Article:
Published: Aug. 22, 2011
Updated: Aug. 22, 2011
It is important to start an exercise program slowly and increase activity over time, working with your doctor or a specialist (such as a physical therapist) if needed.
If you need to stay in bed during your recovery, even small activities -- like moving your arms or legs around -- can help you stay flexible, relieve muscle tension, and help you feel better.
Some survivors may need to take special care in exercising. Talk with your doctor before you begin any exercise program.
Approximately 70 to 90 percent of patients undergoing treatment for cancer experience fatigue. Patients are often advised to rest, which can lead to more fatigue.
Signs of cancer-related fatigue include feeling tired (even after sleeping), lack of energy to perform regular activities, and lack of interest in normal day-to-day activities.
Be sure to rest, but not too much. Stay active with moderate exercise. It may be helpful to set up a daily routine for activities and exercise.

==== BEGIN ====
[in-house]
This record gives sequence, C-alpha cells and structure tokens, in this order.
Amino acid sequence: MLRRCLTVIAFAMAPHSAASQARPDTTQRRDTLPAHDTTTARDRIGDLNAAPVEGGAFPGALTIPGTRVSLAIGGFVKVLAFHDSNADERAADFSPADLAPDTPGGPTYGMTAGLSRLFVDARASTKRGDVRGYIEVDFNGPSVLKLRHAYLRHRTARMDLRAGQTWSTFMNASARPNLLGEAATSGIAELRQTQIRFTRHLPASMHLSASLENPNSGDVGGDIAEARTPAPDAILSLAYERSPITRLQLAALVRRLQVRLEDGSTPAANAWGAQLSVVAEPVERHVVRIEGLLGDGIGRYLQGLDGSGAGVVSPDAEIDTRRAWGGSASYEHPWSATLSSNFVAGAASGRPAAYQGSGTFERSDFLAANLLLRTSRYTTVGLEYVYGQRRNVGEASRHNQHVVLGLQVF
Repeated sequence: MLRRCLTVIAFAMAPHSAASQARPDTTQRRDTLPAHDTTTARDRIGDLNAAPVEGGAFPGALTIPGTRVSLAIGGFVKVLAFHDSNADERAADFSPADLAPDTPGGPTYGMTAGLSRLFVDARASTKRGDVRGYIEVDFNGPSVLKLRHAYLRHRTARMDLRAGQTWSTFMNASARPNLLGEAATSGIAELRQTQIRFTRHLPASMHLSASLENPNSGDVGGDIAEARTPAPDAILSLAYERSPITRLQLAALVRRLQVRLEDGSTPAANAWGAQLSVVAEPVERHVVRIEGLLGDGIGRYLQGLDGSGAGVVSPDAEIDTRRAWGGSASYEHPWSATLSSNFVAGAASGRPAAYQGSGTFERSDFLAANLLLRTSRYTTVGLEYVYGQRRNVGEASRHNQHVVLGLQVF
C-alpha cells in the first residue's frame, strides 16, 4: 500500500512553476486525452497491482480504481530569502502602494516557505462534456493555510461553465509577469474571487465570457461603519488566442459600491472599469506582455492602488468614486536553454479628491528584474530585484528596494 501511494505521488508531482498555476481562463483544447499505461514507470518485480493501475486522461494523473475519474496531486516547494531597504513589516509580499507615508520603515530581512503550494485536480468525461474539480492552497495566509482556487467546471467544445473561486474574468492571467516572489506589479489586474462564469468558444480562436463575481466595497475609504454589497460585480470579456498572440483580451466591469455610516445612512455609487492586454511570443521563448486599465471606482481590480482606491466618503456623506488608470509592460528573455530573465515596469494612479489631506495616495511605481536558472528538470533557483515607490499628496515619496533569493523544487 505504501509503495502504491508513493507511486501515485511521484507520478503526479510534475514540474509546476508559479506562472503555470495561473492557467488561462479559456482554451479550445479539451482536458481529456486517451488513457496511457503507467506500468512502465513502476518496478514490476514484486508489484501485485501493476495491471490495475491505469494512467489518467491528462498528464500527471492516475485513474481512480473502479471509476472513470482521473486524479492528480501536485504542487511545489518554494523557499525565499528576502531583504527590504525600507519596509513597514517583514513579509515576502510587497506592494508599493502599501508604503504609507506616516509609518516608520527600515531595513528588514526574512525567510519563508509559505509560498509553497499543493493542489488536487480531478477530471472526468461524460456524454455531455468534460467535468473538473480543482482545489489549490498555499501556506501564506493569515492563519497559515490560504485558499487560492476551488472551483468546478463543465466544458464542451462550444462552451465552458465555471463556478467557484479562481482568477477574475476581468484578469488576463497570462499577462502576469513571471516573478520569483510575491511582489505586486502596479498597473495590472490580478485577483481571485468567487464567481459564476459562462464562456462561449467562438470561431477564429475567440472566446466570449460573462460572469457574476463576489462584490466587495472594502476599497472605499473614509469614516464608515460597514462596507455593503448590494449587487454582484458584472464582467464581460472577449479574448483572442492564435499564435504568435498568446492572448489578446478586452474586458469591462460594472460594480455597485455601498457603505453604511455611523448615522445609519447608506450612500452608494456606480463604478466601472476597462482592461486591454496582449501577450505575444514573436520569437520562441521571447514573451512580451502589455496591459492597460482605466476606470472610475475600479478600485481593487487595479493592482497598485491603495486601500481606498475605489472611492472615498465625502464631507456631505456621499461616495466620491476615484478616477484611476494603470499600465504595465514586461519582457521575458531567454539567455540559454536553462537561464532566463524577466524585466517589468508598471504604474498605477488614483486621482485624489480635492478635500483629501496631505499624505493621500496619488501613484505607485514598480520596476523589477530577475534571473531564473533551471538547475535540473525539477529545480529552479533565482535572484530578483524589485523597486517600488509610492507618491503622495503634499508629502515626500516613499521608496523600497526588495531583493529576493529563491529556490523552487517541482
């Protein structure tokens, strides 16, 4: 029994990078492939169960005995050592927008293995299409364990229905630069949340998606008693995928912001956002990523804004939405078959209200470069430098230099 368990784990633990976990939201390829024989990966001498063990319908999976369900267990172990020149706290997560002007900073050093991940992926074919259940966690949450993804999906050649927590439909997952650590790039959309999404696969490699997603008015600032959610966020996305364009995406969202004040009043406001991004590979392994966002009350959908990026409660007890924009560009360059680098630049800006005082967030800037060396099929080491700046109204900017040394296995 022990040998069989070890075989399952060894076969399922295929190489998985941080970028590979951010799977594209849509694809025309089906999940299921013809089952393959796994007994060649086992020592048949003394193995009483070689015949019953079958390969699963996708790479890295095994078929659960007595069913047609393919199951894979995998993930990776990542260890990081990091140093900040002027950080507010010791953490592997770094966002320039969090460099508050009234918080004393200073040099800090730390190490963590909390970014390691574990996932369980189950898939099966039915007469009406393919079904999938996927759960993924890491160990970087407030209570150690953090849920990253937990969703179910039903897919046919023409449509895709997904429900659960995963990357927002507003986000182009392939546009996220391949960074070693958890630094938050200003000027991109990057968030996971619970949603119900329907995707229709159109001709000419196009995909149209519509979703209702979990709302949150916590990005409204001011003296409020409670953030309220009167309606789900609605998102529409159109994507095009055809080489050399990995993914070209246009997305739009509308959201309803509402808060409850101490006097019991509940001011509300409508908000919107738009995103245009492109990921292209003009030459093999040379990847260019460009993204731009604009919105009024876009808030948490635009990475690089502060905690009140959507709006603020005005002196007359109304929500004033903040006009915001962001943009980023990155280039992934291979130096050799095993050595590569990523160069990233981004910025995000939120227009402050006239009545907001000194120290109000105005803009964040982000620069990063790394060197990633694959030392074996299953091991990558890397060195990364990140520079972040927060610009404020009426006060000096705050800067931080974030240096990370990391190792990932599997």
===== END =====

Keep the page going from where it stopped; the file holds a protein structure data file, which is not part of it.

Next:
Eat well. Good nutrition is important for energy and health, but be sure to consult your doctor if you are on food restrictions. Saving energy is important -- some people find it useful to ask for help or support with certain tasks.
Check with your doctor before beginning an exercise program. Some treatments can affect lungs or heart. Do not exercise if your blood counts or mineral counts are low.
Check with your doctor regarding your current medications, as well as existing health conditions, such as high blood pressure, diabetes, etc.
Do not exercise if you have:
Call your doctor immediately if you experience any of the above symptoms.
Do as many daily activities as are tolerated. Here are some examples of everyday activities that will help you stay active: